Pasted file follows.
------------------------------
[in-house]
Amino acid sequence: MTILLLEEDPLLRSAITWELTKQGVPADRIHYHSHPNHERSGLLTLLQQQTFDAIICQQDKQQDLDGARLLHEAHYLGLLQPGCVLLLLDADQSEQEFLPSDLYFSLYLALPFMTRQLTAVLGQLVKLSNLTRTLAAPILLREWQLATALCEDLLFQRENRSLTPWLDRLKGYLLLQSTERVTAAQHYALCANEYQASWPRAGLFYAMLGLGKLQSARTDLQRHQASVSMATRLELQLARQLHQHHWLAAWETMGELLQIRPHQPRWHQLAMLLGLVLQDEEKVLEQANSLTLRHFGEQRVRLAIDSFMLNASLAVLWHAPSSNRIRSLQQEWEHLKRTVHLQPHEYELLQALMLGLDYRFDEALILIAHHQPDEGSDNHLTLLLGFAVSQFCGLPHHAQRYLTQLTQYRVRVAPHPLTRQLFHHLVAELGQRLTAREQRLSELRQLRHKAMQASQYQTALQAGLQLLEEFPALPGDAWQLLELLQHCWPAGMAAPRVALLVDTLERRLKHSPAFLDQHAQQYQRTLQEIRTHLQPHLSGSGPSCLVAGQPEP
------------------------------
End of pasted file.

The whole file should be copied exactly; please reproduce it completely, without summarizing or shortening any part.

[in-house]
Amino acid sequence: MTILLLEEDPLLRSAITWELTKQGVPADRIHYHSHPNHERSGLLTLLQQQTFDAIICQQDKQQDLDGARLLHEAHYLGLLQPGCVLLLLDADQSEQEFLPSDLYFSLYLALPFMTRQLTAVLGQLVKLSNLTRTLAAPILLREWQLATALCEDLLFQRENRSLTPWLDRLKGYLLLQSTERVTAAQHYALCANEYQASWPRAGLFYAMLGLGKLQSARTDLQRHQASVSMATRLELQLARQLHQHHWLAAWETMGELLQIRPHQPRWHQLAMLLGLVLQDEEKVLEQANSLTLRHFGEQRVRLAIDSFMLNASLAVLWHAPSSNRIRSLQQEWEHLKRTVHLQPHEYELLQALMLGLDYRFDEALILIAHHQPDEGSDNHLTLLLGFAVSQFCGLPHHAQRYLTQLTQYRVRVAPHPLTRQLFHHLVAELGQRLTAREQRLSELRQLRHKAMQASQYQTALQAGLQLLEEFPALPGDAWQLLELLQHCWPAGMAAPRVALLVDTLERRLKHSPAFLDQHAQQYQRTLQEIRTHLQPHLSGSGPSCLVAGQPEP